LED Navigation Lights

I'm an inveterate tinkerer, so when I decided I wanted better lights for night outings on the kayaks I wanted something other than a flashlight stuck to the hull! Browsing around Youtube I found some videos where people used LED strips from the automotive store. They generally just went with a single color - kayaks aren't required to show the standard navigational colors - but I figured that would be kind of cool so bought some red, green and white LED strips at Autozone.

These aren't marine-grade or waterproof, they're labeled "weatherproof" and intended to be installed on the outside of cars - with driving rain and such - so I figured they'd probably do okay on a kayak. At first I simply stuck them to the kayak with the supplied double-face tape, but after a few months I noticed the clear covering over the LEDs was starting to peel off at the ends of a couple of the strips. Now I apply a beat of Marine Goop all the way around the edge of the strips.

These LED strips are VERY BRIGHT, especially on the water in the dark! It's easy to blind people paddling nearby. I used the shortest strips (4", two 3-LED segments) for the red and green up front, and on the first kayak used 8" of white on each side at the rear. The white was INSANELY bright! The bug collection on the water around those lights was remarkable! I added a 100 ohm 1/2w resistor in series with the pair to cut the level down to a reasonable level. On the other kayaks I just used 4" for the white strips, and still used the resistor.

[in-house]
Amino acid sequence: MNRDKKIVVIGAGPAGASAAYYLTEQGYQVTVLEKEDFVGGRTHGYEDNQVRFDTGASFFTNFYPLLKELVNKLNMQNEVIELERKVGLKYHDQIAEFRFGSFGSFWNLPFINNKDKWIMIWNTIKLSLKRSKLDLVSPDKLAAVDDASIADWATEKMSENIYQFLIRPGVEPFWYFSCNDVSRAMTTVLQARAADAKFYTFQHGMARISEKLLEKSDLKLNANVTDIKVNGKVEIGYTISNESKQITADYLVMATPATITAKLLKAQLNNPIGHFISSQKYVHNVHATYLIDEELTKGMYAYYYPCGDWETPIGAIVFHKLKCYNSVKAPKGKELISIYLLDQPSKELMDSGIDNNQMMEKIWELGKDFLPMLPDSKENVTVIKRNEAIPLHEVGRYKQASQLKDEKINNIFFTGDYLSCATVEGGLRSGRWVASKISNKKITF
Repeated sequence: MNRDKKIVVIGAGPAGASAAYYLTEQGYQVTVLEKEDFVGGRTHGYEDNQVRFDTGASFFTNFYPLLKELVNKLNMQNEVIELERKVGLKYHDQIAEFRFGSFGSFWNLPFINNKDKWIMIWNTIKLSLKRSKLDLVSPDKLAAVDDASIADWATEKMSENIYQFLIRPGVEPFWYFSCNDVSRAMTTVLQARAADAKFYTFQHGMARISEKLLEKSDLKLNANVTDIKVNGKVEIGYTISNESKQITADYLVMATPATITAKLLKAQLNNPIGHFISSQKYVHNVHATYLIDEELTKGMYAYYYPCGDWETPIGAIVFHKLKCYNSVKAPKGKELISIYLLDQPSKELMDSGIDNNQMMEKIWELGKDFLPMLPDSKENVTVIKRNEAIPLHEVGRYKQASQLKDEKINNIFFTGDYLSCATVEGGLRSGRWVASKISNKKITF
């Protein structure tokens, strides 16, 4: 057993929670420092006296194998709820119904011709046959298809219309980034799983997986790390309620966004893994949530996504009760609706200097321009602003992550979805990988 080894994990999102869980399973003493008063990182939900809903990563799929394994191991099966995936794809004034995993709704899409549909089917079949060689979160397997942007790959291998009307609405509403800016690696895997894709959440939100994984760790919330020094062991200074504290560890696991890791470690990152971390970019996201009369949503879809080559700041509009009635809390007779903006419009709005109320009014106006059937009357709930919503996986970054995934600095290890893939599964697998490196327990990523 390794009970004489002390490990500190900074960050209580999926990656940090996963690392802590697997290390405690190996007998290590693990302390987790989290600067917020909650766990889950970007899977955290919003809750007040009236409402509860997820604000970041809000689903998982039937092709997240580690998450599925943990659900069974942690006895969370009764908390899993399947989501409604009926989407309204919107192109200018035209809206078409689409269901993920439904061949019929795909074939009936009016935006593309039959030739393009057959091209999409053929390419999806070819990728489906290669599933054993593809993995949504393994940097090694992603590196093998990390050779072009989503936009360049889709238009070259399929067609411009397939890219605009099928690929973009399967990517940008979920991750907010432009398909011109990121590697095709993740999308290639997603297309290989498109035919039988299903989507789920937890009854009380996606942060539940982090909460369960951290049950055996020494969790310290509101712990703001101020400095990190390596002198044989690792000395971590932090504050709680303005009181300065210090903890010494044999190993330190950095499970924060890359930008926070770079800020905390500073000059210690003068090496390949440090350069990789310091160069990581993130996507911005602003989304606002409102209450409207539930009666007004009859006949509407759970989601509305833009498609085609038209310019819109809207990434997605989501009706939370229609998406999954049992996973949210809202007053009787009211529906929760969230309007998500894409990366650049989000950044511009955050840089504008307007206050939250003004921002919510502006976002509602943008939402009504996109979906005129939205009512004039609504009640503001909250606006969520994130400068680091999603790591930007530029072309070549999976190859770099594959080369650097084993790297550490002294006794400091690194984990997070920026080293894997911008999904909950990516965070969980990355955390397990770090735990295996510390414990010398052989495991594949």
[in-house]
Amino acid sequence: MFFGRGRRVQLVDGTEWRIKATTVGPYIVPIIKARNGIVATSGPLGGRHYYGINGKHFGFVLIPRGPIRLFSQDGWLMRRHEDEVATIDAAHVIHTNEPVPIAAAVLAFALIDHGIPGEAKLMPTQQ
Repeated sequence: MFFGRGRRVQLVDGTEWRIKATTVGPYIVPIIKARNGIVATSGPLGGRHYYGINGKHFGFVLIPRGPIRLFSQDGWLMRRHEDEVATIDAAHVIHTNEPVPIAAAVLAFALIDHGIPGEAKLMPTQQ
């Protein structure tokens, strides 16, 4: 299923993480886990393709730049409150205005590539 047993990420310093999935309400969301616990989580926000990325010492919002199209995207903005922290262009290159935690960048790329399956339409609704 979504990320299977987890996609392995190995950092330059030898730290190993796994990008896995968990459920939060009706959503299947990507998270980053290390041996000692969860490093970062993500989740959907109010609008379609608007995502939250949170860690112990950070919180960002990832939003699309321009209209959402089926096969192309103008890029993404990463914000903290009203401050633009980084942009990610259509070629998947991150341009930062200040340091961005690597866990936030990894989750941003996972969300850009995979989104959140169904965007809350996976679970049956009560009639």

The Tsunami and Pungo are made with a plastic that's translucent so I bought some Ultra Bright White foot-long strips to put inside the hatches. They are bright enough to make the ends glow Mango! :) Really ups the current requirement, but the batteries I'm using are large enough to run the whole setup for many hours. It would be cooler to illuminate the whole length of the kayak, but without a spray skirt I think I'd end up sharing the center section with every bug on the lake!

The exterior lights only draw about 200mA total. Adding the interior strips on the Tsunami and Pungo up the total to a bit over 500mA. I had a couple of spare AGM batteries - 7AH and 4AH - that I use to power the lights. These have some velcro strips stuck to one side, and matching strips inside a hold of the kayak. That keeps the battery from sliding around normally, although I probably should do something a bit more secure in case I flip. The Hobie has a nice pole (actually the socket for the optional sail mast) that I can strap the battery to.

To mount the LEDs, I simply decided where I wanted them - a few inches back from the bow or stern, above the waterline, but at least for the red/green up front NOT in a direct line of sight to myself. Didn't want to ruin my night vision. I cleaned the area, affixed the LED strip with the double-faced tape on the back, drilled a small hole (the smallest bit that lets the wire pass through) right at the end of the strip into the hull, fed the wires through, then used Marine Goop to seal up the hole and secure the head end of the LED strip to the hull.

The internal strips are affixed to the foam bulkhead. The double-face tape won't stick well to that, so I dabbed Goop on the back.

Once everything was mounted, I ran a wire the length of the kayak to power the other end then simply connected all the LEDs in parallel. Being a ham radio operator I have plenty of PowerPole connectors around so I used them in spots where I wanted to easily disconnect things. They aren't waterproof so I secured them up high to keep them out of any water that might collect.

Once everything works, it's time to go enjoy the show! :) In the first picture the Coosa to the left is mine, and I am in my Tsunami. The second picture is the Tsunami after dark on the beach. It also has a Kayalu KayaLight on the back.